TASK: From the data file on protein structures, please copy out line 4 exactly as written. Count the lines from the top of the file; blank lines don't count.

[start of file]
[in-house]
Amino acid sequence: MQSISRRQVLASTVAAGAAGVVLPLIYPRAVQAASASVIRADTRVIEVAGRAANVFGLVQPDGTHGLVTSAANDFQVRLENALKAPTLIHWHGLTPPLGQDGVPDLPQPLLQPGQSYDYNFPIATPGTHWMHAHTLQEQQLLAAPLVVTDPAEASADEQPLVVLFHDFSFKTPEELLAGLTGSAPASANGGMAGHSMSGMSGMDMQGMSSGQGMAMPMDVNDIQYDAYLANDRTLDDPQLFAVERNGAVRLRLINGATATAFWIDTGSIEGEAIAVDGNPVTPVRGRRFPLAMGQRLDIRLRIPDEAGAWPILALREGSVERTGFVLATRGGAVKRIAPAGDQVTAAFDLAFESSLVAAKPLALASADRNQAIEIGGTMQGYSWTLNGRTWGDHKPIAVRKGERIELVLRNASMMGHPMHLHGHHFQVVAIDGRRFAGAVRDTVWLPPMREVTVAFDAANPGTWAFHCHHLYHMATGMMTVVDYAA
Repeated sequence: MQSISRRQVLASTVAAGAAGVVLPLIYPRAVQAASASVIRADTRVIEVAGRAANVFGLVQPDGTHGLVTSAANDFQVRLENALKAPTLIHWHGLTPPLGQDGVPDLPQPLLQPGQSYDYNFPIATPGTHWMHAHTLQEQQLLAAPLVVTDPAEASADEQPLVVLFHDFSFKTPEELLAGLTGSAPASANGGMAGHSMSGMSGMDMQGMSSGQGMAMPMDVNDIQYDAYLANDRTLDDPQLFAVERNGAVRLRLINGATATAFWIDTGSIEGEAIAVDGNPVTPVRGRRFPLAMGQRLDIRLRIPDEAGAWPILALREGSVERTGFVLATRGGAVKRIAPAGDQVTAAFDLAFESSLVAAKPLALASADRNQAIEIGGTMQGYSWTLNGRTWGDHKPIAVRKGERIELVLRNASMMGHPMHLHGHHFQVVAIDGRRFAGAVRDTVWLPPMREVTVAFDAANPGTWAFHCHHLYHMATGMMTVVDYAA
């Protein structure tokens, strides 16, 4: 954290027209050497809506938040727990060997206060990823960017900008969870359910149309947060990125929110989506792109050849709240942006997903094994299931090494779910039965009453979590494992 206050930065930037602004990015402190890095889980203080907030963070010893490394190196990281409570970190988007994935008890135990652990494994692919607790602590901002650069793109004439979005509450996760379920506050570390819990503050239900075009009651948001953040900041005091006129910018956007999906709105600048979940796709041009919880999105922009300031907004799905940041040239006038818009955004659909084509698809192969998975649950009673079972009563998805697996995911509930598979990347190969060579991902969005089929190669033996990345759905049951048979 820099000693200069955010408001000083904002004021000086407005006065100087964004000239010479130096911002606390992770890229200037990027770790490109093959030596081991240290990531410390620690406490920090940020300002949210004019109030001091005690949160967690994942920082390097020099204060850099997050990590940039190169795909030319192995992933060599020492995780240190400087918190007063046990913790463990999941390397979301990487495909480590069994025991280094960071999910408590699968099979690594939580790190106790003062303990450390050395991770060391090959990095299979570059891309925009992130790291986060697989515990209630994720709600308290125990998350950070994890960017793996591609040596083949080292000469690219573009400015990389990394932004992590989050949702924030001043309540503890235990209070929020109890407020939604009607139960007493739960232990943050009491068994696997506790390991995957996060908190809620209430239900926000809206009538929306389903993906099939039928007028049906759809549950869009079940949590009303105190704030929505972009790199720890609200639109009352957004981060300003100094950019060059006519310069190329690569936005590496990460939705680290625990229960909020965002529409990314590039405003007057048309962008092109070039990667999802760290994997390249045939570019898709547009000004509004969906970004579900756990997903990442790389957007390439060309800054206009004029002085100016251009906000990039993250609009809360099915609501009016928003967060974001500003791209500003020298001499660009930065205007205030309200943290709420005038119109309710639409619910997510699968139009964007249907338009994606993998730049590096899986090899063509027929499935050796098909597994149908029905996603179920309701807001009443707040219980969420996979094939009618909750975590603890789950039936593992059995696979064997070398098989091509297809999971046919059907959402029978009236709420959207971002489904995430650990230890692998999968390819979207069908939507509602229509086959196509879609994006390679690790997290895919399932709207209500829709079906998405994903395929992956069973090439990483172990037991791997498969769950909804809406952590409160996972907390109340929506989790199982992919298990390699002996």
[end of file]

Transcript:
């Protein structure tokens, strides 16, 4: 954290027209050497809506938040727990060997206060990823960017900008969870359910149309947060990125929110989506792109050849709240942006997903094994299931090494779910039965009453979590494992 206050930065930037602004990015402190890095889980203080907030963070010893490394190196990281409570970190988007994935008890135990652990494994692919607790602590901002650069793109004439979005509450996760379920506050570390819990503050239900075009009651948001953040900041005091006129910018956007999906709105600048979940796709041009919880999105922009300031907004799905940041040239006038818009955004659909084509698809192969998975649950009673079972009563998805697996995911509930598979990347190969060579991902969005089929190669033996990345759905049951048979 820099000693200069955010408001000083904002004021000086407005006065100087964004000239010479130096911002606390992770890229200037990027770790490109093959030596081991240290990531410390620690406490920090940020300002949210004019109030001091005690949160967690994942920082390097020099204060850099997050990590940039190169795909030319192995992933060599020492995780240190400087918190007063046990913790463990999941390397979301990487495909480590069994025991280094960071999910408590699968099979690594939580790190106790003062303990450390050395991770060391090959990095299979570059891309925009992130790291986060697989515990209630994720709600308290125990998350950070994890960017793996591609040596083949080292000469690219573009400015990389990394932004992590989050949702924030001043309540503890235990209070929020109890407020939604009607139960007493739960232990943050009491068994696997506790390991995957996060908190809620209430239900926000809206009538929306389903993906099939039928007028049906759809549950869009079940949590009303105190704030929505972009790199720890609200639109009352957004981060300003100094950019060059006519310069190329690569936005590496990460939705680290625990229960909020965002529409990314590039405003007057048309962008092109070039990667999802760290994997390249045939570019898709547009000004509004969906970004579900756990997903990442790389957007390439060309800054206009004029002085100016251009906000990039993250609009809360099915609501009016928003967060974001500003791209500003020298001499660009930065205007205030309200943290709420005038119109309710639409619910997510699968139009964007249907338009994606993998730049590096899986090899063509027929499935050796098909597994149908029905996603179920309701807001009443707040219980969420996979094939009618909750975590603890789950039936593992059995696979064997070398098989091509297809999971046919059907959402029978009236709420959207971002489904995430650990230890692998999968390819979207069908939507509602229509086959196509879609994006390679690790997290895919399932709207209500829709079906998405994903395929992956069973090439990483172990037991791997498969769950909804809406952590409160996972907390109340929506989790199982992919298990390699002996």